Assuming it was a huge blood blister or worse, I was afraid to look in the back. I rubbed Jiro’s leg and tried to get him to calm down while I ran through the locations of the closest Minor Medical facilities in my mind.

The fact that I had already one kid in a cast and the other with a butterfly bandage on his head already did not make me feel any better about this already horrible situation.

Jiro was having a hard time calming down, and even Satchel joined in with the soothing. “Take a deep breath,” he instructed. “It will be okay.”

Now I felt genuinely awful and proud all at once.

Jiro continued screaming and ranting. He begged me not to tell Warren and then said pitifully, “I’m not going to school tomorrow.”

I was probably driving 85 and as soon as I saw the Highland exit, I told Jiro it wouldn’t be much longer. “There’s a Minor Medical right by the library,” I told him.

Once we were in stop-n-go traffic, I was able to turn around and really look at his finger. It wasn’t huge like I thought it would be, and there definitely wasn’t a blood blister. “Let’s stop at the gas station and get some ice,” I said.

We pulled into the parking lot, I grabbed the plastic baggie that once had crackers in it, and went inside to fill it with ice from the drink fountain. When I came back out and put it on Jiro’s finger, I could plainly see that the “big black thing” was a small grease mark from the window. There was no swelling and he had about 99% of his range of motion.

“I think we can skip the doctor,” I reported. “You’re going to be okay.”

I was hugely relieved, but also felt really silly for freaking out. I could have totally wrecked the car several times.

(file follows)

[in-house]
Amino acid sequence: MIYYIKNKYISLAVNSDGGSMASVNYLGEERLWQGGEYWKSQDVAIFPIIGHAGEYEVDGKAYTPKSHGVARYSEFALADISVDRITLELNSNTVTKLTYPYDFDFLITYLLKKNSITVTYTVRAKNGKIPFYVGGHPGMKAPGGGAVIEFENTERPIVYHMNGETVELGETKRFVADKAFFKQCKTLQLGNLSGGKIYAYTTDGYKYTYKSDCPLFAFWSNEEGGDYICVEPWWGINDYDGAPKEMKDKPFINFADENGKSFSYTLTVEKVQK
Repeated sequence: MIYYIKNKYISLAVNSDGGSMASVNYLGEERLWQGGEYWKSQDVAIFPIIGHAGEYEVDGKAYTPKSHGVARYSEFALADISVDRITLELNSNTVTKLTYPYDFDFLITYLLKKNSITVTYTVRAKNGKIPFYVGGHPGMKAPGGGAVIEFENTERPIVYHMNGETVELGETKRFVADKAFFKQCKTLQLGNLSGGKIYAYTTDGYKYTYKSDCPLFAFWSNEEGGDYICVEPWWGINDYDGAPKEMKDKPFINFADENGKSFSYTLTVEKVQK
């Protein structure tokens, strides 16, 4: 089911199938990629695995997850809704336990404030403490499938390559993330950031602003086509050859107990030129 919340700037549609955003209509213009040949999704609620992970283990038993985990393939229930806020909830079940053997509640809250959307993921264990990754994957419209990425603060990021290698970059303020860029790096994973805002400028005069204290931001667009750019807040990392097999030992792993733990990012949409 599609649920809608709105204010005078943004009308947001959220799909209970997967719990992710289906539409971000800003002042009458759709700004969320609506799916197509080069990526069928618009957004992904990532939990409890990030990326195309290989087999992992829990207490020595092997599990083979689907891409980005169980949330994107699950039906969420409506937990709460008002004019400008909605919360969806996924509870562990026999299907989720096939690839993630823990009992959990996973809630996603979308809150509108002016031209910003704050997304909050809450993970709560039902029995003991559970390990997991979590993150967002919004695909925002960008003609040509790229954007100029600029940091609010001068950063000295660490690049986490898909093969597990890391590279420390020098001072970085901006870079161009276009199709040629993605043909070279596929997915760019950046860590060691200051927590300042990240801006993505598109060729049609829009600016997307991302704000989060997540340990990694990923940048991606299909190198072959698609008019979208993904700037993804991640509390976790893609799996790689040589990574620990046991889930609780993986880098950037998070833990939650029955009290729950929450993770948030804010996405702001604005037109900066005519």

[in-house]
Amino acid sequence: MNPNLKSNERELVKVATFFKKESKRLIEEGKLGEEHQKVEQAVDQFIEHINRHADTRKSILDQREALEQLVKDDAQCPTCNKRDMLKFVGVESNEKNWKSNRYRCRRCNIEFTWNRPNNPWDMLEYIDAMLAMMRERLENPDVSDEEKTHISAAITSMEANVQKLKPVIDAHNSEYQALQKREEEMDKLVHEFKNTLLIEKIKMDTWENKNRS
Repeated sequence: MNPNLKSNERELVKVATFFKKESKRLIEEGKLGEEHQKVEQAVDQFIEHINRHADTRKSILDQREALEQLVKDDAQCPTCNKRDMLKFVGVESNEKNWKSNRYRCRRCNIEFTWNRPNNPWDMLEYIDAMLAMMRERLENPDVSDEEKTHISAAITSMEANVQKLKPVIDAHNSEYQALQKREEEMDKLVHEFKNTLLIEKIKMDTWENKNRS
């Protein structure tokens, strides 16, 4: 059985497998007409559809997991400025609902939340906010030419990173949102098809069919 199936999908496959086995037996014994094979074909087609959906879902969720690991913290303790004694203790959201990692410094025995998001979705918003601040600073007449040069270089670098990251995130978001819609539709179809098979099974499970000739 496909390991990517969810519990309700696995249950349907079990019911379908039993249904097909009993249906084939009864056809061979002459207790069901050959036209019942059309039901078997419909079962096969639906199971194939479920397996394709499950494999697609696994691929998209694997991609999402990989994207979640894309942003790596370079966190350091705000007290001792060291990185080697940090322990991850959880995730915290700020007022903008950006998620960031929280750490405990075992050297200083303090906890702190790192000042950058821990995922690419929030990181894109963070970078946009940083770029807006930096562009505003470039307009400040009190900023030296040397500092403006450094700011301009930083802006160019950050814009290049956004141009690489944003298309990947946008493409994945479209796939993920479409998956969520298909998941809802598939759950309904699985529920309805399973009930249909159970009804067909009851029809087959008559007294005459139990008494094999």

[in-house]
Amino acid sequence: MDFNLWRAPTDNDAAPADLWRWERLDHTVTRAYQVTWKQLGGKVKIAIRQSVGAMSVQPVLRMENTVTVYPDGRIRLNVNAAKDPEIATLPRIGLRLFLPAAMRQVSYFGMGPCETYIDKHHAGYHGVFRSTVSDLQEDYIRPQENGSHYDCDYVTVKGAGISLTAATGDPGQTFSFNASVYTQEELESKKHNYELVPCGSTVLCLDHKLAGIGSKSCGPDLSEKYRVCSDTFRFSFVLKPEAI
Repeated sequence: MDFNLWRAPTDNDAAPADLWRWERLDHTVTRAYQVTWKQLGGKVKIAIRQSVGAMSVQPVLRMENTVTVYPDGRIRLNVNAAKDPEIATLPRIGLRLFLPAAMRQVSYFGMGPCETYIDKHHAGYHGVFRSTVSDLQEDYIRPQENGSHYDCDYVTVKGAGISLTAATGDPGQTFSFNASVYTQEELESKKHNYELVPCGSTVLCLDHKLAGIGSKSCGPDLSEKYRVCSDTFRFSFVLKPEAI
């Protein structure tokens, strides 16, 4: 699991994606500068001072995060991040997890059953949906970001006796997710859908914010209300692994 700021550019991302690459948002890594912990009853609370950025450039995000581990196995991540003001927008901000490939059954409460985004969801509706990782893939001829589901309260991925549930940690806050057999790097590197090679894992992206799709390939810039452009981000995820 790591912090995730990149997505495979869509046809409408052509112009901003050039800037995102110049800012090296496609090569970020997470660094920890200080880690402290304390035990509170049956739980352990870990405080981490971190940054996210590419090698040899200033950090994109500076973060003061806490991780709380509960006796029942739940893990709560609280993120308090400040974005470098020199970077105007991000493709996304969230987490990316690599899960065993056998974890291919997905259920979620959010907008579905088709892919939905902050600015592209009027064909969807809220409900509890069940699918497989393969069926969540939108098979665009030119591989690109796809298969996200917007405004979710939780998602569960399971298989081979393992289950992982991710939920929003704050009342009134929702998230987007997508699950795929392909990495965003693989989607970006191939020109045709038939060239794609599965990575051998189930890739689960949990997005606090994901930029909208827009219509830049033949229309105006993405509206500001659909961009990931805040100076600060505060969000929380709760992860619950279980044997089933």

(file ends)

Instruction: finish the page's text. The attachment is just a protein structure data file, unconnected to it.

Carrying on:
My kids are past the stage of thinking that they are going to die every time they see blood come out of some tiny cut somewhere on their bodies, so I trusted them to not go crazy over something relatively small. But it was the first time anyone had gotten any body part stuck in the window. I tried to think of some of the warnings Warren and I might have given them over the years. I’m sure one day one of us said, “Do you want to lose your fingers? Okay then, stop playing with the windows!”

I definitely think they will both think twice before playing with the windows again. And I’m definitely reconsidering the dire warnings we sometimes give.

“Do you want to get a grease mark on your finger? Then stop playing with the window!” It just doesn’t sound all that intimidating does it?


Ashley said...

the first time anyone got something stuck in the window, but undoubtedly not the last.

warren Oster said...

Jiro may have been making up for what transpired the Saturday before, when he took a head dive into the corner of an outlet/pole at the new Sports Authority and opened up a deep gash in his head. This happened less than two minutes after I told him and Satchel to stop running around and horseplaying in the store. I gave him a bandana to hold over his forehead to stop the bleeding until we got home, stopping at Walgreens to get some butterfly bandages. All he did was occasionally moan in his car seat until we arrived home.